Bullied Gay Librarian Posts Heartbreaking Facebook Message Before Dying by Suicide

"I tried but could no longer bear the bullying," wrote Kyaw Zin Win, 25.

A librarian in Myanmar shared details of homophobic bullying by colleagues on Facebook before taking his life.

Kyaw Zin Win, 25, began working at Myanmar Imperial University in Yangon in September 2017. Before his death on Sunday, he posted on Facebook that his homeland "mocks the existence and identity of an individual being."

"Myanmar is a two-faced country that favors those in higher positions and bars the truth from being celebrated."

Kyaw Zin Win Myanmar
Kyaw Zin Win, 25, worked as a librarian at Myanmar Imperial University since September 2017 Kyaw Zin Win/Facebook

Even though he hadn't told his family he was gay, Kyaw Zin said his employers made him come out at work. He also posted screenshots of group chats reportedly showing colleagues mocking him. "We should send him to the army," one wrote. "Don't become an imbecile like [Kyaw Zin]," wrote another.

Saying he was "terrified" of his coworkers, he wrote "I bear [the pain] patiently, wishing it would end soon."

Kyaw Zin told his friends he loved them and asked his family to "understand why I made this choice."

"I tried but could no longer bear the bullying. I love you, grandma and aunt. I was afraid to do this, but I am afraid of people more. Forgive me and remember me."

On Monday, officials at Myanmar Imperial University said they were "very sorry about the tragic event" and claimed they reached out to Kyaw Zin's family. "Rest in peace our dear Kyaw Zin," the university wrote on Facebook, blacking out its profile and cover photos. "We will do justice for you, whatever it takes."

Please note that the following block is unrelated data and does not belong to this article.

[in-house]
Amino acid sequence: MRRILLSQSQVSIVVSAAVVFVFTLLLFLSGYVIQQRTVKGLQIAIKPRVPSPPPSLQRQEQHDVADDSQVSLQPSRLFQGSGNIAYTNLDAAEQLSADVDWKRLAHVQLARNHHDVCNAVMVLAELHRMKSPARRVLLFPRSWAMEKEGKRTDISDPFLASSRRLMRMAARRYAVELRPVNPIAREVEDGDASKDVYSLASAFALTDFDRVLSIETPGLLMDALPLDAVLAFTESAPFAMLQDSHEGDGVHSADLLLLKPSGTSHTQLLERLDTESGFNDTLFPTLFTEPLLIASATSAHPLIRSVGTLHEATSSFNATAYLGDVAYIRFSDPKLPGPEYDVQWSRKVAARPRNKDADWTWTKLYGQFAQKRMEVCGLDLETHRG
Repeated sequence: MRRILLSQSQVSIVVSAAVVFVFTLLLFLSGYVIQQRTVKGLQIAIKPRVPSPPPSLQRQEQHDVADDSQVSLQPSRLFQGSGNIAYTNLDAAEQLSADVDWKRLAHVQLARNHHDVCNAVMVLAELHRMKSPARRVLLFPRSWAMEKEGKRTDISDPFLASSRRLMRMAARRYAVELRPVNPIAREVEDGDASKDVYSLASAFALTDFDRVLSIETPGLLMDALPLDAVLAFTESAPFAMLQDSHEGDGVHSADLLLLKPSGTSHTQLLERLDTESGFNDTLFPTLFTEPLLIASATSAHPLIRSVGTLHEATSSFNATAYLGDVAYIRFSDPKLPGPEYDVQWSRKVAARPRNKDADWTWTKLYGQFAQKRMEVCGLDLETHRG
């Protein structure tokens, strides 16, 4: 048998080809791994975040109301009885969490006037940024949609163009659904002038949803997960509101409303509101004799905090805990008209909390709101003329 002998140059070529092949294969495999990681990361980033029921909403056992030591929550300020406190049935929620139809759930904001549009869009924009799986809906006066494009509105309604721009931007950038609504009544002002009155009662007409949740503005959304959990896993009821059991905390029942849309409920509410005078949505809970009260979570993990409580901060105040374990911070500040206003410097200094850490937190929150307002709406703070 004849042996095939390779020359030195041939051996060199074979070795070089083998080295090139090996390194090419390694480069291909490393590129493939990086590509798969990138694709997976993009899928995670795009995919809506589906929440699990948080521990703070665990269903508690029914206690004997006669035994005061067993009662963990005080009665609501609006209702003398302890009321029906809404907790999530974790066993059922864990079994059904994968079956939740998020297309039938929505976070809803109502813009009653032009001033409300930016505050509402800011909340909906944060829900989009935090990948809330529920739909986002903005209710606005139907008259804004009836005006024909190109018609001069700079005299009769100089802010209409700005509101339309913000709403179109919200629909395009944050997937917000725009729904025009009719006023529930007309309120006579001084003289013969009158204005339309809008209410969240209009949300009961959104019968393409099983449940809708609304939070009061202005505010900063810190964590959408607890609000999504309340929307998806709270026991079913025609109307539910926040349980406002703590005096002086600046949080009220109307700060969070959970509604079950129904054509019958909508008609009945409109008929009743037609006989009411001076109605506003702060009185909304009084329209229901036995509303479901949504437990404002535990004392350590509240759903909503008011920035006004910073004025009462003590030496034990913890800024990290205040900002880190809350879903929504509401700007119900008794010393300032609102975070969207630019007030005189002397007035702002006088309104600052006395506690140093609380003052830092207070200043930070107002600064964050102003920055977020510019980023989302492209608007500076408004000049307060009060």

Three employees believed to have been involved in the harassment have been suspended while an investigation is conducted.

On Tuesday, Facebook users in Myanmar changed their profile pictures to a black circle with a rainbow edge.

Homosexuality is illegal under section 377 of Myanmar's penal code, a holdover from British colonial rule. The situation has improved somewhat since 2015, when the National League for Democracy replaced the military government—the first Pride parade was held in 2018—but harassment and persecution is common.

Hla Myat Tun, deputy director of the LGBT rights group Colors Rainbow told Gay Star News that anti-gay bullying in the workplace is "very common."

"[Section 377] allows individuals, people, and institutions to discriminate."

A rally is planned for later in the week, when activists plan to call for anti-discrimination legislation and the decriminalization of homosexuality.

If you or someone close to you has had thoughts of suicide, confidential help is available for free, 24 hours a day, at the National Suicide Prevention Lifeline. Call 1-800-273-8255.